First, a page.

Byung Ho Park of South Korea poses wearing his new jersey as he meets the media, Wednesday, Dec. 2, 2015, in Minneapolis, after signing a three-year contract with the Minnesota Twins baseball team. (AP Photo/Jim Mone)
Jim Mone
December 02, 2015

MINNEAPOLIS (AP) The pitchers waiting for Byung Ho Park in the major leagues will be much more difficult to hit than the opponents he faced in the Korean Baseball Organization.

The Minnesota Twins have been scouting this slugger for more than a decade, though. They were undeterred by the price or the risk.

''We have a lot of conviction and belief that Byung Ho is going to be able to integrate into our organization and be a very productive player,'' Twins vice president of player personnel Mike Radcliff said, adding: ''I don't think the transition process will be long and rigorous.''

Park summed up his confidence thusly, through an interpreter Wednesday at his introductory news conference: ''Baseball is baseball.''

The Twins posted the highest bid last month, $12.85 million, to Park's club in the KBO for the exclusive right to work out what became a $12 million, four-year contract for the 29-year-old.

There's an inherent gamble in committing that much money to a player who has never appeared in the majors. With Park's .343 batting average, 35 doubles, 53 home runs and 146 RBIs in 140 games this season for the Nexen Heroes, there was plenty of potential to entice the Twins. They have a scout, David Kim, who lives in Seoul where the Heroes are based.

''This guy can swing the bat. He's strong. He uses all parts of the park. Now he strikes out, but a lot of power hitters strike out,'' Twins general manager Terry Ryan said, praising Park's baserunning, throwing and fielding abilities as well.

Park is a natural first baseman, but with Joe Mauer there he will be the Twins' primary designated hitter, a role he has held only about a dozen times.

''Whatever job that's given to him, he's willing to play,'' said Park's interpreter, Jae Woong Han. ''And he'll be ready for any position that he's required to play.''

That sounded good to Mauer, who attended the media event after a translated conversation with his new teammate. Park named Mauer as a person he looked forward to meeting in the U.S. when asked what excited him about the life and career transition. The Google Translate smart phone app will be a must, Mauer said, but that doesn't mean they can't get along.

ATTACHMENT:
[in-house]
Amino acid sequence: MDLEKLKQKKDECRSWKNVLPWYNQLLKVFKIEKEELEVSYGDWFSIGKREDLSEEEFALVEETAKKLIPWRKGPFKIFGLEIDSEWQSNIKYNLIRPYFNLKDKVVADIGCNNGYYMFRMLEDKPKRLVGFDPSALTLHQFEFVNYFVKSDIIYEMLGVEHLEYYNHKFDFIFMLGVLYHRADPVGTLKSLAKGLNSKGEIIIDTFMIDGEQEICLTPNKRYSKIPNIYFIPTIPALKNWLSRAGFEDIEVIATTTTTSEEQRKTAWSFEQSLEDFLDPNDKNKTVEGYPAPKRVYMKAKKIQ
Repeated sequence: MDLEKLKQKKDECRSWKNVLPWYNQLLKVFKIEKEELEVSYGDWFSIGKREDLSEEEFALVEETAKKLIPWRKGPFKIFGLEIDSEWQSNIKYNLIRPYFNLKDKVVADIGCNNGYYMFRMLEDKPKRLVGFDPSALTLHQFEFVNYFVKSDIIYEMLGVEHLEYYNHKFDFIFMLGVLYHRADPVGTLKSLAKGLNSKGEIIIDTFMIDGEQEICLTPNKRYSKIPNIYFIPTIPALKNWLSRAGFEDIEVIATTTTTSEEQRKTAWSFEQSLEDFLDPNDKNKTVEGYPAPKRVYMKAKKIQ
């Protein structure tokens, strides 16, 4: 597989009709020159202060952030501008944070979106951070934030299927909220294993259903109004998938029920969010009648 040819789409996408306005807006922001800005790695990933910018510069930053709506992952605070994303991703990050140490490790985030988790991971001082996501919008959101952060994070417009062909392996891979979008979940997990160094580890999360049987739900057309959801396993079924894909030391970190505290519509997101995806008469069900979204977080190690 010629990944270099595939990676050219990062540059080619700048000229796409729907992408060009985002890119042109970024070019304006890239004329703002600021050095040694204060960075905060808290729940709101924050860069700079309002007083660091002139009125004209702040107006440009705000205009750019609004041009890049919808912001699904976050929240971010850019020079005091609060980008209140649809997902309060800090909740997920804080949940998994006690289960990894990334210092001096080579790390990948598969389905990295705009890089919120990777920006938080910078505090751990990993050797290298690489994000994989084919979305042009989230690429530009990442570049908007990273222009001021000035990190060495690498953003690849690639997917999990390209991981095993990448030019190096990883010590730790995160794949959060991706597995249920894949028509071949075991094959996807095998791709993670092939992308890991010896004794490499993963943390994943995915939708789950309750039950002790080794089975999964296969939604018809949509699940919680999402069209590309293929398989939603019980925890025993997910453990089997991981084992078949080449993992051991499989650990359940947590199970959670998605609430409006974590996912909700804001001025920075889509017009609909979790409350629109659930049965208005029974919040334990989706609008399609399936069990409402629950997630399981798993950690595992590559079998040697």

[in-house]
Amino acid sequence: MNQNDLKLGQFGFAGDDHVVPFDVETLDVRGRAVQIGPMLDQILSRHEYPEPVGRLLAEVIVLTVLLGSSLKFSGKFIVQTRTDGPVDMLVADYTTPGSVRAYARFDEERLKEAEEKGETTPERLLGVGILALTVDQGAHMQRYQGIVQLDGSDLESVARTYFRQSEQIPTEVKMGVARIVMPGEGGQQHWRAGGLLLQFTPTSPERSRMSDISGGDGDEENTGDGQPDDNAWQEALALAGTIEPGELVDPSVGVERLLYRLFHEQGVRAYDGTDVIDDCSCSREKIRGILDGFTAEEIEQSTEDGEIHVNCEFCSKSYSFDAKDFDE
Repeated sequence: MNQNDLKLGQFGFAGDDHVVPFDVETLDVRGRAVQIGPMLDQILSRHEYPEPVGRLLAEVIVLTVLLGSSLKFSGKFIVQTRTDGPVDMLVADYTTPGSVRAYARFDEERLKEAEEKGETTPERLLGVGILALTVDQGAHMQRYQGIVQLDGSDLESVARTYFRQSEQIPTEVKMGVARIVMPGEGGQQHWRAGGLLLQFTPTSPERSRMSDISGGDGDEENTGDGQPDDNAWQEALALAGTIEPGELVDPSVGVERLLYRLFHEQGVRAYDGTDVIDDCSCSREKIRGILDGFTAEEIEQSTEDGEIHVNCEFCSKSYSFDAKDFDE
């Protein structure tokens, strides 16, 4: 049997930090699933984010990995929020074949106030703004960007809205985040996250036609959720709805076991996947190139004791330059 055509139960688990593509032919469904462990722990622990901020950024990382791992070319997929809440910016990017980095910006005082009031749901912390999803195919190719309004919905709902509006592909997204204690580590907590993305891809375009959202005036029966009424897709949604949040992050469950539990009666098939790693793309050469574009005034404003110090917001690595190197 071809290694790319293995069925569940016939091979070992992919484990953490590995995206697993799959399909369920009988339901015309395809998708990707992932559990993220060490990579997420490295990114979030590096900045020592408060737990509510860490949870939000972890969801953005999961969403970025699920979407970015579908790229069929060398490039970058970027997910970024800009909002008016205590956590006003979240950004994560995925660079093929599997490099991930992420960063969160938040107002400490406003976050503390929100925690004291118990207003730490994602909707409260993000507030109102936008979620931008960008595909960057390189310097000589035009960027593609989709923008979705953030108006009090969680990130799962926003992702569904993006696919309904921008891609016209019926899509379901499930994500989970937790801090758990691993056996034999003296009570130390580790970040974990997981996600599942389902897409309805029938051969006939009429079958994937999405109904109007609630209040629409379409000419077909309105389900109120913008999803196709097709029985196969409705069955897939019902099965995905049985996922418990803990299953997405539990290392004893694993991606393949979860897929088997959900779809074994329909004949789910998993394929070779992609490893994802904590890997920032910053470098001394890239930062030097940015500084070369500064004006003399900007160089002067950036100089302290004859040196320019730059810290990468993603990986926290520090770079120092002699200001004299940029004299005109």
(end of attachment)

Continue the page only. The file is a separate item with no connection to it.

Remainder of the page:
''I can tell the guys are going to really like him,'' Mauer said.

Ryan said arbitration-eligible third baseman Trevor Plouffe, the subject of trade speculation, will stay put. That means American League Rookie of the Year Award finalist Miguel Sano will move to left field, for now.

''We'll just have to do the best we can to make it work,'' manager Paul Molitor said. ''If it produces offensively, I don't think we'll have any trouble making a lineup out every day.''

Married with an infant son, Park played nine years in the KBO. When he debuts, he'll be the 18th player born in Korea to reach the major leagues, a list that includes current standouts, Pittsburgh Pirates infielder Jung Ho Kang, Texas Rangers outfielder Shin-Soo Choo and Los Angeles Dodgers left-hander Hyun-Jin Ryu.

Kang, who was Park's teammate with the Heroes, established a template that emboldened the Twins with an .816 on-base-plus-slugging percentage as a rookie for the Pirates this year. He had 15 home runs and 58 RBIs while hitting .287 in 421 at-bats before a takeout slide at second base broke his leg, tore up his knee and cut short his season. Kang, coincidentally, homered twice in two games at Target Field in July.

''He got a lot of confidence from what he heard from Kang,'' Han said.

NOTES: The Twins also claimed catcher John Hicks off waivers Wednesday from Seattle, filling out their 40-man roster. Hicks made his major league debut for the Mariners in August and played in 17 games after batting .280 over five seasons in Seattle's minor league system.

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